Women Medical School Faculty Perceive Gender Bias, Sexual Harassment Male Faculty Seem Unaware, Unaffected

Contact: Gina M. Digravio, 617-638-8491 | gina.digravio@bmc.org

(Boston, Mass.) — Many women teaching at medical schools perceive that they are discriminated against and sexually harassed, according to a study from Massachusetts General Hospital (MGH) and Boston University School of Medicine. Men seem to be relatively unaware of the problems and much less affected by them.

The study, published in the June 6 issue of Annals of Internal Medicine, found that female faculty were more than two and a half times likely to perceive gender discrimination in their work environment: 77 percent of women vs. 30 percent of men. And more than half the women reported that gender bias had hindered their professional advancement, compared with 9 percent of men.

Sexual harassment also appears to be common for women faculty, with serious forms of harassment – such as unwanted sexual advances, bribery or threats – occurring frequently (reported by almost 30 percent of female faculty). More than half of responding female faculty reported being sexually harassed by a superior or colleague, compared to 5 percent of men.

These negative experiences do not necessarily restrict a woman’s career advancement, however. Women who report discrimination appear to be as productive as other women – publishing similar numbers of research articles – but are less satisfied overall with their careers. However, many more women than men also felt that gender had worked in their favor, giving them an advantage in professional advancement.

While other studies have looked at gender discrimination and harassment among medical students and residents, this is the first study to focus on medical school faculty.

“The issue of gender bias in medical schools has broad impact. If we don’t correct this now, it will be passed on to the next generation of physicians in training,” says Phyllis Carr, MD, a physician in Primary Care and Women’s Health at MGH, and the paper’s first author.

To gather the results, surveys were sent to 3,332 men and women at 24 medical schools across the United States. The respondents were spread across age, gender and specialties and were asked 177 questions about demographic characteristics, professional goals, work situation, self-esteem, family responsibilities and experiences with discrimination, harassment, mentoring and other topics.

“These findings are particularly significant, as women now make up one-quarter of medical school faculty members in the U.S.,” Carr says. “Despite this increase, previous studies have shown that women in academic medicine seem to encounter more gender discrimination and sexual harassment than do women physicians in the community.”

The study also found sexual harassment to be more prevalent in certain fields. For instance, female surgeons and other physicians in historically male-dominated specialties were twice as likely to report being harassed as women in primary care, possibly because these specialties include fewer women and tend to place a higher value on hierarchy and authority, the study says. Also, women who reported being sexually harassed were more likely than other women to perceive gender bias in the overall academic environment and in professional advancement.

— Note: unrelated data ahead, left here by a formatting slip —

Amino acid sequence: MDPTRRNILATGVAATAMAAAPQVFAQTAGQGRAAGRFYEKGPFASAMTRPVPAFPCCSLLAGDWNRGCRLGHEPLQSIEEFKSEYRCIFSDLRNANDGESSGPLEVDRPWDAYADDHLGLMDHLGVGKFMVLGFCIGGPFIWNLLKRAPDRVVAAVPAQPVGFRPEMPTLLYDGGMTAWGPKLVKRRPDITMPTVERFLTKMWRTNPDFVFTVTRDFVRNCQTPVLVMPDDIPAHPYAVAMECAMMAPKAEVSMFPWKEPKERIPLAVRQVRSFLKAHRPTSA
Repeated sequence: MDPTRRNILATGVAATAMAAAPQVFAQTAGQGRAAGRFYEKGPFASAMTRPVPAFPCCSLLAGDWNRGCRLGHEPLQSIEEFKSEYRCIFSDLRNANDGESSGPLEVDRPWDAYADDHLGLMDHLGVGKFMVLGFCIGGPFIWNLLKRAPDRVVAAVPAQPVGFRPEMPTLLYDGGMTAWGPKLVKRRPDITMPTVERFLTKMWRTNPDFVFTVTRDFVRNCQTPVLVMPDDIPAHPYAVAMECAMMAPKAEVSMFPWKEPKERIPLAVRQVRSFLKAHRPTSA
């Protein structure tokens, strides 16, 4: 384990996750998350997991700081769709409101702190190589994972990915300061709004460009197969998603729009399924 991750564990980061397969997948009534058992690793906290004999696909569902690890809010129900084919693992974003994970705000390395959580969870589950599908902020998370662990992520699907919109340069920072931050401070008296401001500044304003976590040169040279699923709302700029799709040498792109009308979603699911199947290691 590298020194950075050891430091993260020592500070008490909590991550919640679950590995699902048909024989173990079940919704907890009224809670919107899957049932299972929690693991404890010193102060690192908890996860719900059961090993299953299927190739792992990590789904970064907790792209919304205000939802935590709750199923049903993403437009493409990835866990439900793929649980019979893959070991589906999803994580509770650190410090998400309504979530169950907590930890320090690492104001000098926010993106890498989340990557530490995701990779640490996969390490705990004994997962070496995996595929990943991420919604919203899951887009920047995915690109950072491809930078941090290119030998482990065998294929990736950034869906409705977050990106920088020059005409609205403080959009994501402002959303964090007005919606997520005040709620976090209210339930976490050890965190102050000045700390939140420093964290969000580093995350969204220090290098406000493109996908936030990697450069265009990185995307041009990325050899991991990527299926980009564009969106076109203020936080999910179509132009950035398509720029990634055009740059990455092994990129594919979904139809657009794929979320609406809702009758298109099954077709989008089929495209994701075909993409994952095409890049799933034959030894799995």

“The saddest thing is the ‘gender disconnect.’ The vast majority of women medical faculty – at all stages in their careers – suspect that gender bias is both a personal and systemic problem in medical academia. At the same time, most of their male colleagues see their own professional advancement as occurring in a gender-free meritocracy,” says Arlene Ash, PhD, a research professor of medicine at Boston University School of Medicine, and the paper’s second author.

The Robert Wood Johnson Foundation funded the study in part. Massachusetts General Hospital, established in 1811, is the original and largest teaching hospital of Harvard Medical School. MGH conducts the largest hospital-based research program in the United States, with an annual research budget of more than $200 million and major research centers in AIDS, the neuro-sciences, cardio-vascular research, cancer, cutaneous biology, trans-plantation biology and photo-medicine. In 1994, MGH joined with Brigham and Women’s Hospital to form Partners HealthCare System, an integrated health care delivery system comprising the two academic medical centers, specialty and community hospitals, a network of physician groups and nonacute and home health services.

Boston University School of Medicine, established in 1873, is a leading academic and research institution, with an enrollment of nearly 630 students and nearly 1,000 full- and part-time faculty members. It is known for its programs in arthritis, cardiovascular disease, cancer, human genetics, pulmonary disease and dermatology, among others. The school is affiliated with Boston Medical Center, its principal teaching hospital, and Boston Veterans Administration Medical Center. Along with Boston Medical Center and 13 community health care providers, the School of Medicine is a partner in Boston HealthNet, a consumer-driven urban health network.